A: I am a little confused and don’t have all the facts that I need. You really need to ask an elder law attorney who can look at the entire situation. Generally, transfers of a person’s money to others, without consideration (no payment in exchange) within 5 years of Medicaid eligibility, can cause that person to be ineligible for Medicaid in the amount of the transfers. It is not the nursing home that is the problem, it is if and when your mother needs to apply for Medicaid. It sounds like you and your mother could really benefit from legal advice, but the attorney has to know the entire situation.
Q: If I didn’t get cited or tested for being drunk, will I still get a DUI in the mail? See details below. I drove home (stupidly) from the bar the other night. After a mile, I realized I needed to pull over. Between being tired and having a few, I really just wanted to close my eyes for a minute in a parking lot. Next thing I know security is there and calls the state cops on me. The cops came and they never got out of their car. They asked me to get out and talk to them. I remember the cop taking my information, but I never signed anything, received a paper or even got tested in any way. No breathalyzer, no sobriety test. I did admit to having been drinking because I knew he could smell it on me. I told him where I had been. He asked if I did drugs. I said never in my life, which is true. Those are basically some of the only questions he asked me. He let me call my husband to pick me up. (North Huntington, PA)
A: Not knowing exactly what the police will say that they observed as to your condition, and going on your recollection, which is a bit vague, I certainly cannot promise you will be not be arrested. The fact that the police didn’t get out of the car to give you field sobriety tests, nor take you in for testing, leads me, if I had to guess, that you will not be charged with DUI. All you can do at this point is check your mail as if you are arrested, it will likely be by summons (in the mail). Whatever you do, do not voluntarily go to the police as some people do and make a statement.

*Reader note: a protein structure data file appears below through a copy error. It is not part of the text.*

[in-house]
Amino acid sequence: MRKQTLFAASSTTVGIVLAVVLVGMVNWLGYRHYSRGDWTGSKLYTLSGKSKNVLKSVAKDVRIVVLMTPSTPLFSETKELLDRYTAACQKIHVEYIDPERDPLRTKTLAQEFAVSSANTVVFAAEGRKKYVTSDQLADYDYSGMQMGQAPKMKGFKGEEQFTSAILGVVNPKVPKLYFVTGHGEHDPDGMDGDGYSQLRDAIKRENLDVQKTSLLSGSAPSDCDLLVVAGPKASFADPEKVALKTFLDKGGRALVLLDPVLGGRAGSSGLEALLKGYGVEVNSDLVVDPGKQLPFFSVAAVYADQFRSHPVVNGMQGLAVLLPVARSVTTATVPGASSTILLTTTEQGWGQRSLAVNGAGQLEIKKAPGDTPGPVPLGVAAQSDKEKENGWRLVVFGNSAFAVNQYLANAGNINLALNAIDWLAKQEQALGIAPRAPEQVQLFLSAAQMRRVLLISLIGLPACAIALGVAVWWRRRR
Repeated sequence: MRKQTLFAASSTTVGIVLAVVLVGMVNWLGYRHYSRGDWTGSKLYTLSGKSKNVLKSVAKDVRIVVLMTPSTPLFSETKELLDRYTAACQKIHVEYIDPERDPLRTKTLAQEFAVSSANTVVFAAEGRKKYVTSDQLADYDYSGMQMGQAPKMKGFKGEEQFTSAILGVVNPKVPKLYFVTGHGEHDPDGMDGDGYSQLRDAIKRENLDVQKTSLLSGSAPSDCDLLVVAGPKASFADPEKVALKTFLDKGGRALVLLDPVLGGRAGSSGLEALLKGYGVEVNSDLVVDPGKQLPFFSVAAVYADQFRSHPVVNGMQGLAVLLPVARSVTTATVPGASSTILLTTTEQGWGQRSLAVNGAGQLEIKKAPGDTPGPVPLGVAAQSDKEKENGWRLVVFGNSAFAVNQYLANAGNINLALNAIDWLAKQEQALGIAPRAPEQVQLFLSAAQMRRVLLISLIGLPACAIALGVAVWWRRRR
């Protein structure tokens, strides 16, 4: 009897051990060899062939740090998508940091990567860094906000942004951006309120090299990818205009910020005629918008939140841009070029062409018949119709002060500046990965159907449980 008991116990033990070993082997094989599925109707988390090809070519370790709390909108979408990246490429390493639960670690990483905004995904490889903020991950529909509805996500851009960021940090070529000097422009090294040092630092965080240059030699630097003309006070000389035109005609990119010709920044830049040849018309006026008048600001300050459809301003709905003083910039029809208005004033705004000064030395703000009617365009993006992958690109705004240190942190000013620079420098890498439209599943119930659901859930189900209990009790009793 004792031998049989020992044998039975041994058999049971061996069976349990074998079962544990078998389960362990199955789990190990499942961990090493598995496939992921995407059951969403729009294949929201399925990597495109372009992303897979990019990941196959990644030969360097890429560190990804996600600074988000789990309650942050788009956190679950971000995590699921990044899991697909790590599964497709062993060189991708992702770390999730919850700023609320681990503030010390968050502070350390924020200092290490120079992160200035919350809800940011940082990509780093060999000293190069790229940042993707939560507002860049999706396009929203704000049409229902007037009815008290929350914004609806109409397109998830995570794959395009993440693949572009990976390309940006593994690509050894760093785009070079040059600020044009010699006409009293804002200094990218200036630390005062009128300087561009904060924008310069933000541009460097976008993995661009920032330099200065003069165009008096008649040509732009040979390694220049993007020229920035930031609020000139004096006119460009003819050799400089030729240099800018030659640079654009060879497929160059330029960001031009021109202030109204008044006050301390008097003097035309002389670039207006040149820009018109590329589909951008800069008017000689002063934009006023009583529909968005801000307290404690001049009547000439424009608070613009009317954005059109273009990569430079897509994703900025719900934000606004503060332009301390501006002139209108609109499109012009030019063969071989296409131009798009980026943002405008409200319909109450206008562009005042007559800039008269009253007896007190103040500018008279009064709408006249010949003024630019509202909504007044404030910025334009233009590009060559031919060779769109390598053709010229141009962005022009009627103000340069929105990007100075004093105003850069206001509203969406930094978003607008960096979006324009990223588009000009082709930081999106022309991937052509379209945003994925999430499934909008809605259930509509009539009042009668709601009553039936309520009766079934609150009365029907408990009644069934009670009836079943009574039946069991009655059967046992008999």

Q: What should I say when question about selling Xanax (“benzos”) pills in school? I sold some in school and parents now know as does my mom. They were her pills and I took and sold about 15 to people I know in school. No authority figure at my school knows yet but I am afraid someone is going to tell. If I get questioned by my principal and police, what should I say? Nobody from school has caught me yet and I have a good track record regarding behavior.
A: It seems that no authority figure knew about this at least until now, with you posting it on the internet. Unfortunately, what you did was a serious crime, enough to have a juvenile delinquency petition filed against you which will bring you into juvenile court. You may also be expelled or suspended from school depending on how your school code is written. As to whether to confess or not to police and school authorities, generally the answer is no. However, have mom get you an experienced criminal defense attorney with juvenile court expertise who can give you real specific guidance on this tricky issue. If you have a defense, the attorney may advise you not to speak with anyone. If you have no defense, he may advise you to cooperate in order to mitigate your sentence. Generally, juvenile court encourages children to be honest as to their criminal misadventures as supposed to denying what happened and taking the 5th amendment as many adult criminals do. An attorney can help you balance all of these considerations after a thorough review of the facts. At worst, you want to obtain a consent decree so you have no criminal record from this. You and your mom need some guidance here. Whatever you do, do not get arrested again. Keep away from drugs and remove yourself from being around others who possess them.
Q: If I have a whole life insurance policy. Do I have to cash it in to qualify for MA or do they put a lien on proceeds at my death? I have $300,000 whole life with $25,000 cash value. Do I have to cash in to access the cash value or would they put a lien on the proceeds at my death, in order to qualify for medical assistance to pay for nursing home care?